On Monday, President Obama unambiguously endorsed the concept of net neutrality, and called for the Federal Communications Commission to regulate broadband as a utility, like water or gas. The goal was to pass regulation that would ensure a fair and open Internet for everyone, and not just deep-pocketed web companies that could pay Internet service providers like Comcast or Verizon for so-called “Internet fast lanes,” which critics argue would put smaller competitors and startups at a disadvantage.
On Tuesday evening during a meeting with large web companies, including Google and Yahoo, FCC Chairman Tom Wheeler hinted that he is inching toward a different resolution that won’t be quite so cut and dried.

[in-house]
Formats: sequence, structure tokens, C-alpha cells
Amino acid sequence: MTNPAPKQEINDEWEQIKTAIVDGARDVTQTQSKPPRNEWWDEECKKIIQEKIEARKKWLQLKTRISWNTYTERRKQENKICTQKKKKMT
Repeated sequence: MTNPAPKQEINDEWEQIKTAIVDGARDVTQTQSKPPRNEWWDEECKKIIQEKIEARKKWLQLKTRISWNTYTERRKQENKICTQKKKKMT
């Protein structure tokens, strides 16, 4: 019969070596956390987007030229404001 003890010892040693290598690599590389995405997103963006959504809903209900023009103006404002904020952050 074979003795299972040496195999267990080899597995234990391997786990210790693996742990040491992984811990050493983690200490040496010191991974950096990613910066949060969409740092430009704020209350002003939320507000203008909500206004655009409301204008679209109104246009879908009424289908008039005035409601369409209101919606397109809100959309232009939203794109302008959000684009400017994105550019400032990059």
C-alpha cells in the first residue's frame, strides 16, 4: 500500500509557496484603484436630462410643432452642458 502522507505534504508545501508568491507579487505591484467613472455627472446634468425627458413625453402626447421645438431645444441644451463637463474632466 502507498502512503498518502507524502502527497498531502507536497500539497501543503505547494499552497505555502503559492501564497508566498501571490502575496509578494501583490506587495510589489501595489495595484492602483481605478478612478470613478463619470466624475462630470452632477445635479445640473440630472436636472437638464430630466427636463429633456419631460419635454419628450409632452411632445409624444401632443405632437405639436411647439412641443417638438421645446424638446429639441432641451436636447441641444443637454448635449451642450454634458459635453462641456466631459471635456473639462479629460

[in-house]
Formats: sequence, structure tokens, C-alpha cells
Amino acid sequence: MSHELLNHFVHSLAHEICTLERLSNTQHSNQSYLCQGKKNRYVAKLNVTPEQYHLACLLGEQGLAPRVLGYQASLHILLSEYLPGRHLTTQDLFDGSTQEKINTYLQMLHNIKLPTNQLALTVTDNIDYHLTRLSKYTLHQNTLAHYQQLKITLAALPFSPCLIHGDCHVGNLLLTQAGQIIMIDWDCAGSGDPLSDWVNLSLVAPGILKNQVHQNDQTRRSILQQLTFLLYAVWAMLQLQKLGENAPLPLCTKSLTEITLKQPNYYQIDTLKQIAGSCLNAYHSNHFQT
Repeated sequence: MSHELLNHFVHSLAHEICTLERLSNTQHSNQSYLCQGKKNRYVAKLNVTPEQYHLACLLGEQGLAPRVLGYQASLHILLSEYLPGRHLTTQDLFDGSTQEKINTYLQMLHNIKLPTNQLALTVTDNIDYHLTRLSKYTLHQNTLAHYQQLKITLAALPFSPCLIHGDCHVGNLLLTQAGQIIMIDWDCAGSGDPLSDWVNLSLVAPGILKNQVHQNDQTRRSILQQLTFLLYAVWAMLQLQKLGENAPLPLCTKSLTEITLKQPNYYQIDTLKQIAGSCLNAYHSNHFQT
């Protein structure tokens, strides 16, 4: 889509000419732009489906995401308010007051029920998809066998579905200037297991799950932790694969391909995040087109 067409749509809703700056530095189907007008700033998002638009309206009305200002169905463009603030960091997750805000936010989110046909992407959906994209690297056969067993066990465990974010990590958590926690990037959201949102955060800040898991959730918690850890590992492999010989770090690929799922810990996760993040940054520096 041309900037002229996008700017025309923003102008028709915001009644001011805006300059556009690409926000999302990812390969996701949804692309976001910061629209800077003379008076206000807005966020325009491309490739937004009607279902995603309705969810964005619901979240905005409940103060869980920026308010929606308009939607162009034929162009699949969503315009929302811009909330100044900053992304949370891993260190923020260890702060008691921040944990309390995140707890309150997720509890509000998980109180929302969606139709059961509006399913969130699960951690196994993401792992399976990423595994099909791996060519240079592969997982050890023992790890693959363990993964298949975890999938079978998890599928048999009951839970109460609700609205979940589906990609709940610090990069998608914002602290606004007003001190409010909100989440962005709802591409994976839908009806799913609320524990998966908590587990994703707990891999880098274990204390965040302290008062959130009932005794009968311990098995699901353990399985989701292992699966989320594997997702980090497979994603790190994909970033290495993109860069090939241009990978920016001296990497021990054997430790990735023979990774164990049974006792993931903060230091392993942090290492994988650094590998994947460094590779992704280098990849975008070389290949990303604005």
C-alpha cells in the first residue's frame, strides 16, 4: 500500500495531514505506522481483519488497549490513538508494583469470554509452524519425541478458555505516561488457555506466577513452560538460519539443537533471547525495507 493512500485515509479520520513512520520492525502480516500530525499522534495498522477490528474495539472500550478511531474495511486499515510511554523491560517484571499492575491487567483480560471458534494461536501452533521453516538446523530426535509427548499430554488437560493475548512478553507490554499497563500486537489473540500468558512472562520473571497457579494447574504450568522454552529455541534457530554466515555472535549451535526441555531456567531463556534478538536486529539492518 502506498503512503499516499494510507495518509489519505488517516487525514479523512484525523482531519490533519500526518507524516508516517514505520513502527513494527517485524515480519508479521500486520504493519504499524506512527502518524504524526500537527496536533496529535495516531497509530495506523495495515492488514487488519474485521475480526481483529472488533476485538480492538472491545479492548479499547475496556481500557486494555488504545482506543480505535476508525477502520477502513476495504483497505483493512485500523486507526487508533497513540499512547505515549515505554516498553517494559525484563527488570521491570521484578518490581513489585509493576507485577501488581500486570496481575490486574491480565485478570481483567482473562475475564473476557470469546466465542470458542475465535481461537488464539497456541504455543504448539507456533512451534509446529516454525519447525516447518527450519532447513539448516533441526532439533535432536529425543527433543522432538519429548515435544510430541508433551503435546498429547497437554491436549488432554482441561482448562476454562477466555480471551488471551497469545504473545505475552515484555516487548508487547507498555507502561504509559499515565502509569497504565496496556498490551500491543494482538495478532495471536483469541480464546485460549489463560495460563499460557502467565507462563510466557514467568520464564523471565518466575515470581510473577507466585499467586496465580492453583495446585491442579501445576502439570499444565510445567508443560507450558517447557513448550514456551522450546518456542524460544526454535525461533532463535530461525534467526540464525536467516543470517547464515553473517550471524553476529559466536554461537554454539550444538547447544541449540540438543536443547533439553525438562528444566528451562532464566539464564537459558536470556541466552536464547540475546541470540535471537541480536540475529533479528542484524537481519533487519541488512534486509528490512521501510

The Washington Post reports that a “visibly frustrated Wheeler” told the companies in attendance: “What you want is what everyone wants: an open Internet that doesn’t affect your business… What I’ve got to figure out is how to split the baby.” According to insiders, Wheeler “worries that the president’s more drastic approach is too simplistic.”
Obama’s surprise statement on Monday—which you can read in its entirety here—has been read as a move to galvanize his base of young, tech-savvy liberal voters, which puts Wheeler in a tricky position. According to the Post, Obama and Wheeler “have long been allies,” and his appointment as FCC head last year by the president was a vote of confidence that he could lead the agency through its thorniest, most complicated legal issue in a decade.